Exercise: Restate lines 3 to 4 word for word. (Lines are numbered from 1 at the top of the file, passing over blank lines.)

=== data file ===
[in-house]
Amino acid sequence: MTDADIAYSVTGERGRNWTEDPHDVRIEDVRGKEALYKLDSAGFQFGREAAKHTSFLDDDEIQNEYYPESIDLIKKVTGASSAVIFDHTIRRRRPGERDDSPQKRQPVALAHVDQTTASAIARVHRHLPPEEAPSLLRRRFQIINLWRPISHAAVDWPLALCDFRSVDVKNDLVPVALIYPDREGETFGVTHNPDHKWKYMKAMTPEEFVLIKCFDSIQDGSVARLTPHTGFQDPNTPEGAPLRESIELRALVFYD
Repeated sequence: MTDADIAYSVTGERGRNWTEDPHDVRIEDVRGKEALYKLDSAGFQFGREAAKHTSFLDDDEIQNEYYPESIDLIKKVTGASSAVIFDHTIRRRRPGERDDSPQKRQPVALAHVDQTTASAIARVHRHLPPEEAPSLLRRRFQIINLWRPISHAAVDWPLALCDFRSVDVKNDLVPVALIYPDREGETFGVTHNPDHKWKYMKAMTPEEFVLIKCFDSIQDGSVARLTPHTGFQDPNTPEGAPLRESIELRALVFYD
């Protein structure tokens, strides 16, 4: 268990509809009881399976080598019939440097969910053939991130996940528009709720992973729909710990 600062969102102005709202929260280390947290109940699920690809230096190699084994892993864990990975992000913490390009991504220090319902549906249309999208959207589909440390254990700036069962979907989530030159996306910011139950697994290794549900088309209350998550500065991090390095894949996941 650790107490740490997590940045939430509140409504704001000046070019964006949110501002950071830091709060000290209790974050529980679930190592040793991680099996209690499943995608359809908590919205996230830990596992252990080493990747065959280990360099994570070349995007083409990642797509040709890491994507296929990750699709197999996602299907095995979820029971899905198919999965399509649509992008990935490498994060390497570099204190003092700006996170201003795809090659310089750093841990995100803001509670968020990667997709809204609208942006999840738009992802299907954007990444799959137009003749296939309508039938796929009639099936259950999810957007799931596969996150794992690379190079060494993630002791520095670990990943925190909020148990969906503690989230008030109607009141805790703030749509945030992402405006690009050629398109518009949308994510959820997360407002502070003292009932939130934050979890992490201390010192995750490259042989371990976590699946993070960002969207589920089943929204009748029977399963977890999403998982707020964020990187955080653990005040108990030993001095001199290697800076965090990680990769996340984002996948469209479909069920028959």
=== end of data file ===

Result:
Repeated sequence: MTDADIAYSVTGERGRNWTEDPHDVRIEDVRGKEALYKLDSAGFQFGREAAKHTSFLDDDEIQNEYYPESIDLIKKVTGASSAVIFDHTIRRRRPGERDDSPQKRQPVALAHVDQTTASAIARVHRHLPPEEAPSLLRRRFQIINLWRPISHAAVDWPLALCDFRSVDVKNDLVPVALIYPDREGETFGVTHNPDHKWKYMKAMTPEEFVLIKCFDSIQDGSVARLTPHTGFQDPNTPEGAPLRESIELRALVFYD
């Protein structure tokens, strides 16, 4: 268990509809009881399976080598019939440097969910053939991130996940528009709720992973729909710990 600062969102102005709202929260280390947290109940699920690809230096190699084994892993864990990975992000913490390009991504220090319902549906249309999208959207589909440390254990700036069962979907989530030159996306910011139950697994290794549900088309209350998550500065991090390095894949996941 650790107490740490997590940045939430509140409504704001000046070019964006949110501002950071830091709060000290209790974050529980679930190592040793991680099996209690499943995608359809908590919205996230830990596992252990080493990747065959280990360099994570070349995007083409990642797509040709890491994507296929990750699709197999996602299907095995979820029971899905198919999965399509649509992008990935490498994060390497570099204190003092700006996170201003795809090659310089750093841990995100803001509670968020990667997709809204609208942006999840738009992802299907954007990444799959137009003749296939309508039938796929009639099936259950999810957007799931596969996150794992690379190079060494993630002791520095670990990943925190909020148990969906503690989230008030109607009141805790703030749509945030992402405006690009050629398109518009949308994510959820997360407002502070003292009932939130934050979890992490201390010192995750490259042989371990976590699946993070960002969207589920089943929204009748029977399963977890999403998982707020964020990187955080653990005040108990030993001095001199290697800076965090990680990769996340984002996948469209479909069920028959």